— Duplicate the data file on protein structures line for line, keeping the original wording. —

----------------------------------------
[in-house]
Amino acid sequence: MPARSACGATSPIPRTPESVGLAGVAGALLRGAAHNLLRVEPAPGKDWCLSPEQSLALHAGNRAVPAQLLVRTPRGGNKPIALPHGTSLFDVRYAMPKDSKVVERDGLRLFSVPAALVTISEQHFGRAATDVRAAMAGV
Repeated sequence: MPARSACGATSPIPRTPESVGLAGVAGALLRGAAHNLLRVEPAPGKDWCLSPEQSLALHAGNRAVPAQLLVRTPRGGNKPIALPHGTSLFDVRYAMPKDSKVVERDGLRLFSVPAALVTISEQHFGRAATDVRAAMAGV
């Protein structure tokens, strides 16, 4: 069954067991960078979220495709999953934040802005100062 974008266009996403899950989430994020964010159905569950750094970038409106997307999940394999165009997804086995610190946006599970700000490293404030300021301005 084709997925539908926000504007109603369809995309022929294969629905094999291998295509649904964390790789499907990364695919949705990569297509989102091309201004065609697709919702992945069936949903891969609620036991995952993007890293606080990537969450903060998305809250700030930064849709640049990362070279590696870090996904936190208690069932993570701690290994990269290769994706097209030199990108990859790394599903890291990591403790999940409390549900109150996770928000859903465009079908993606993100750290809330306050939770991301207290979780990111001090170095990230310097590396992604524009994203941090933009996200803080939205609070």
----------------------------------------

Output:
[in-house]
Amino acid sequence: MPARSACGATSPIPRTPESVGLAGVAGALLRGAAHNLLRVEPAPGKDWCLSPEQSLALHAGNRAVPAQLLVRTPRGGNKPIALPHGTSLFDVRYAMPKDSKVVERDGLRLFSVPAALVTISEQHFGRAATDVRAAMAGV
Repeated sequence: MPARSACGATSPIPRTPESVGLAGVAGALLRGAAHNLLRVEPAPGKDWCLSPEQSLALHAGNRAVPAQLLVRTPRGGNKPIALPHGTSLFDVRYAMPKDSKVVERDGLRLFSVPAALVTISEQHFGRAATDVRAAMAGV
């Protein structure tokens, strides 16, 4: 069954067991960078979220495709999953934040802005100062 974008266009996403899950989430994020964010159905569950750094970038409106997307999940394999165009997804086995610190946006599970700000490293404030300021301005 084709997925539908926000504007109603369809995309022929294969629905094999291998295509649904964390790789499907990364695919949705990569297509989102091309201004065609697709919702992945069936949903891969609620036991995952993007890293606080990537969450903060998305809250700030930064849709640049990362070279590696870090996904936190208690069932993570701690290994990269290769994706097209030199990108990859790394599903890291990591403790999940409390549900109150996770928000859903465009079908993606993100750290809330306050939770991301207290979780990111001090170095990230310097590396992604524009994203941090933009996200803080939205609070």